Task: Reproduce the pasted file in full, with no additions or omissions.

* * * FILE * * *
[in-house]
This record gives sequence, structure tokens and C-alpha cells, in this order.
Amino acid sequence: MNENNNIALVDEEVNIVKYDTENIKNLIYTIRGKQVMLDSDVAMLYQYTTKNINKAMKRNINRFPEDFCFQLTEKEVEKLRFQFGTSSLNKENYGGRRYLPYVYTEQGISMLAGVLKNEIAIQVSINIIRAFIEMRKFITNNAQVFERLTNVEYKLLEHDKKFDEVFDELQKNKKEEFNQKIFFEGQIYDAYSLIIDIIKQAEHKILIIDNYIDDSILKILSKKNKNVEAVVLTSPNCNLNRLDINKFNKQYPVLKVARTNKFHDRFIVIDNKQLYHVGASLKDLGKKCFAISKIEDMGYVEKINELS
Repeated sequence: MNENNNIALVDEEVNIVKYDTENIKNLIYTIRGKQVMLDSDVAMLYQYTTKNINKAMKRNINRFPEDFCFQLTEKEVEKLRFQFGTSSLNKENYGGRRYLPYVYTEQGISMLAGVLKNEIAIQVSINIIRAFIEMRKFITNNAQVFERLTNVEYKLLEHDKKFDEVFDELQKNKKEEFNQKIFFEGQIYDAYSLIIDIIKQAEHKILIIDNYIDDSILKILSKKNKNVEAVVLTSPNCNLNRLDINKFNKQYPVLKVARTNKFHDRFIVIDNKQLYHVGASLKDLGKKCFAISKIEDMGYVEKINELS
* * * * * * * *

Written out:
[in-house]
This record gives sequence, structure tokens and C-alpha cells, in this order.
Amino acid sequence: MNENNNIALVDEEVNIVKYDTENIKNLIYTIRGKQVMLDSDVAMLYQYTTKNINKAMKRNINRFPEDFCFQLTEKEVEKLRFQFGTSSLNKENYGGRRYLPYVYTEQGISMLAGVLKNEIAIQVSINIIRAFIEMRKFITNNAQVFERLTNVEYKLLEHDKKFDEVFDELQKNKKEEFNQKIFFEGQIYDAYSLIIDIIKQAEHKILIIDNYIDDSILKILSKKNKNVEAVVLTSPNCNLNRLDINKFNKQYPVLKVARTNKFHDRFIVIDNKQLYHVGASLKDLGKKCFAISKIEDMGYVEKINELS
Repeated sequence: MNENNNIALVDEEVNIVKYDTENIKNLIYTIRGKQVMLDSDVAMLYQYTTKNINKAMKRNINRFPEDFCFQLTEKEVEKLRFQFGTSSLNKENYGGRRYLPYVYTEQGISMLAGVLKNEIAIQVSINIIRAFIEMRKFITNNAQVFERLTNVEYKLLEHDKKFDEVFDELQKNKKEEFNQKIFFEGQIYDAYSLIIDIIKQAEHKILIIDNYIDDSILKILSKKNKNVEAVVLTSPNCNLNRLDINKFNKQYPVLKVARTNKFHDRFIVIDNKQLYHVGASLKDLGKKCFAISKIEDMGYVEKINELS